Bora Lee

MPA in Public & Nonprofit Management & Policy

Bora Lee headshot

Can you tell us a bit about your job responsibilities?

I'm the Chief of Staff at Fifth Avenue Committee. Our mission is to advance economic, social, and racial justice in New York City through integrated community-centered affordable housing, grassroots organizing, policy, advocacy, transformative education, training, and additional services that really build the power to shape our community's future. The organization came out of the 20th century civil rights movement and the fight against redlining in New York City, particularly in Brooklyn. It started out as a group of neighbors that came together and wanted to organize and fight against the changes that were happening in their neighborhood and the lack of investment in their neighborhood. As Chief of Staff, I own organizational development, culture, and special projects, which also includes the advancement of our Race, Equity, Diversity and Inclusion (REDI) journey and the launch of our anti-racism journey.

What were you doing before you came to NYU Wagner?

I worked primarily in nonprofit organizations in New York City that serve immigrant communities, particularly Asian Americans. I started in grassroots community organizing and then moved into organizations that focus on policy and delivering social services. It's been incredible to be at organizations that work to serve my ethnic and racial community. I grew up in both Brooklyn and Queens, but Brooklyn is special to me. My parents were small business owners on Fifth Avenue in Brooklyn. That neighborhood helped move my family into the middle class, so I'm thankful for the community. When I think about my work at the Fifth Avenue Committee, it's incredible to work for a place where I can serve my geographical community now.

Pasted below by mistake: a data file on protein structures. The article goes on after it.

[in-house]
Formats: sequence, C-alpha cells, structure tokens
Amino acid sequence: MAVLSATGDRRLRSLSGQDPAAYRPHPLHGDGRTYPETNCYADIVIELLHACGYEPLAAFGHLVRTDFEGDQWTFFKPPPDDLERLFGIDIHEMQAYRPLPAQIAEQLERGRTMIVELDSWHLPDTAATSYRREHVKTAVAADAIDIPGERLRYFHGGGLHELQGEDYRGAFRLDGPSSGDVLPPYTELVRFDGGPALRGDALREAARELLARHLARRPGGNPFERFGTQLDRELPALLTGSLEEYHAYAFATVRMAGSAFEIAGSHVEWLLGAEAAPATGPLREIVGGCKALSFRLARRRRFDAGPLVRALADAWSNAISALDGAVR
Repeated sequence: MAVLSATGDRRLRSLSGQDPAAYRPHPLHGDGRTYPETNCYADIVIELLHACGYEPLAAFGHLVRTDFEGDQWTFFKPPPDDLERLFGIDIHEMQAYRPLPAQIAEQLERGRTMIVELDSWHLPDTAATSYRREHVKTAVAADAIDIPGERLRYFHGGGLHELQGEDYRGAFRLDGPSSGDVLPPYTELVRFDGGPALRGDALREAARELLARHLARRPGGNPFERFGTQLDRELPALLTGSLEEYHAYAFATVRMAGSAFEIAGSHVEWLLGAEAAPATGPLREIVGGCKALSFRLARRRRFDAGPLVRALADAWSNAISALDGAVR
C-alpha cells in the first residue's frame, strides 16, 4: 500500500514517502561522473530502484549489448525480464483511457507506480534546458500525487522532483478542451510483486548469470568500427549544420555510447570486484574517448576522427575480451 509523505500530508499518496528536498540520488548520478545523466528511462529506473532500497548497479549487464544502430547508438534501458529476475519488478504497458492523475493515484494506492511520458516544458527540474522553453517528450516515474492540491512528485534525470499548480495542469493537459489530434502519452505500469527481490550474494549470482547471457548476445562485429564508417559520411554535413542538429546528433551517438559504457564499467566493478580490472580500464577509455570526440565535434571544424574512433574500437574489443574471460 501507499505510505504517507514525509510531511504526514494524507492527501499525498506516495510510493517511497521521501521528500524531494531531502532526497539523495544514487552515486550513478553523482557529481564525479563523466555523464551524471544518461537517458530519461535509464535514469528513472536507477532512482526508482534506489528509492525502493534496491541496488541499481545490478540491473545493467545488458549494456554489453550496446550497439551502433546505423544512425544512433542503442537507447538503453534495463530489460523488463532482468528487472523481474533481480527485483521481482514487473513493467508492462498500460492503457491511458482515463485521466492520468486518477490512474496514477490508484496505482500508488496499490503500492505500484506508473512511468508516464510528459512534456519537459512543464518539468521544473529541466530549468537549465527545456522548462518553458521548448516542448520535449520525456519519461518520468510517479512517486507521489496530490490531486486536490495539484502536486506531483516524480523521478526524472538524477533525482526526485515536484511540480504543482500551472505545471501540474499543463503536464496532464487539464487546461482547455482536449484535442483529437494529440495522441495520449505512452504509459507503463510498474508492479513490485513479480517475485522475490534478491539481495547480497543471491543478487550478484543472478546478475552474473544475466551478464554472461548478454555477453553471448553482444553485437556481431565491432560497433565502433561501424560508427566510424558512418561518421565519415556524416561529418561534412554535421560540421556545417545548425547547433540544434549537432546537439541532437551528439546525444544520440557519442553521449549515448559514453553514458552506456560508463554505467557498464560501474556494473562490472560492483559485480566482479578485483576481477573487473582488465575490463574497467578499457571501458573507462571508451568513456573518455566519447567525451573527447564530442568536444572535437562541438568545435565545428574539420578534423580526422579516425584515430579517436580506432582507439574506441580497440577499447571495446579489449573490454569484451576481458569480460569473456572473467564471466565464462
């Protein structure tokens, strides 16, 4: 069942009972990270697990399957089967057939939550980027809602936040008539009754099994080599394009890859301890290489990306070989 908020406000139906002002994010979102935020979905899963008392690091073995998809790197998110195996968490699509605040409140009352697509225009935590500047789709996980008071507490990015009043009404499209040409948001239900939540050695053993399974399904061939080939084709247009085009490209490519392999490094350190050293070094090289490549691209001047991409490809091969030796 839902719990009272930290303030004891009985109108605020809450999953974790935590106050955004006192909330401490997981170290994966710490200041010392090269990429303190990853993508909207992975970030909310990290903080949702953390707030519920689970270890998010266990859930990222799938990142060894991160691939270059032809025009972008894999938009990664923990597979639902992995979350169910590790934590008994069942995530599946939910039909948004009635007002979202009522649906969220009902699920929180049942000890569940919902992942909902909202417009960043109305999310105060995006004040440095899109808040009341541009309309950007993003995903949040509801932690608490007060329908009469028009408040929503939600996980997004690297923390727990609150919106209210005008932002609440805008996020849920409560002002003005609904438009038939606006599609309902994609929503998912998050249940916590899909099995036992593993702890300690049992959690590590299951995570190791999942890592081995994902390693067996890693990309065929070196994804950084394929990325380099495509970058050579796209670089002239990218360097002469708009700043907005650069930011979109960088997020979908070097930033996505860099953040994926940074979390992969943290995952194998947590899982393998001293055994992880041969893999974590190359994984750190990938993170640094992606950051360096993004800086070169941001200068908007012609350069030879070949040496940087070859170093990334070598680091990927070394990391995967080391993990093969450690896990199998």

Why did you choose NYU Wagner for graduate school?

I saw graduate school as an investment in my career and my future. I am intentional about being a public servant because I don't take this work for granted. The reality is that I don't have to work a corporate job to care for generations of my family. Because of that, I get to focus on doing community-centered work that I care about. As a born and bred New Yorker, I knew I wanted to stay in the city and Wagner provided a few things that were important to me. One was a part-time MPA program with most of my classes in either the evenings or weekends. Another was the community for part-time students. While it is more difficult to build community among students who are part-time, Wagner succeeded at building a sense of camaraderie. The professors and the courses helped lay out a map of the future for me. At the time, I felt a ceiling to my growth and didn't understand how to navigate it. I wasn’t sure what I needed or who I needed to connect to in order to break through. At some point, I realized that I needed peers outside of my workspace and a range of classes to help show me the bigger picture. Getting a little taste of everything at Wagner - from performance management and evaluation to policy pipelines to financial management - helped me understand how I fit in it all.

How did your experiences at NYU Wagner prepare you for your career?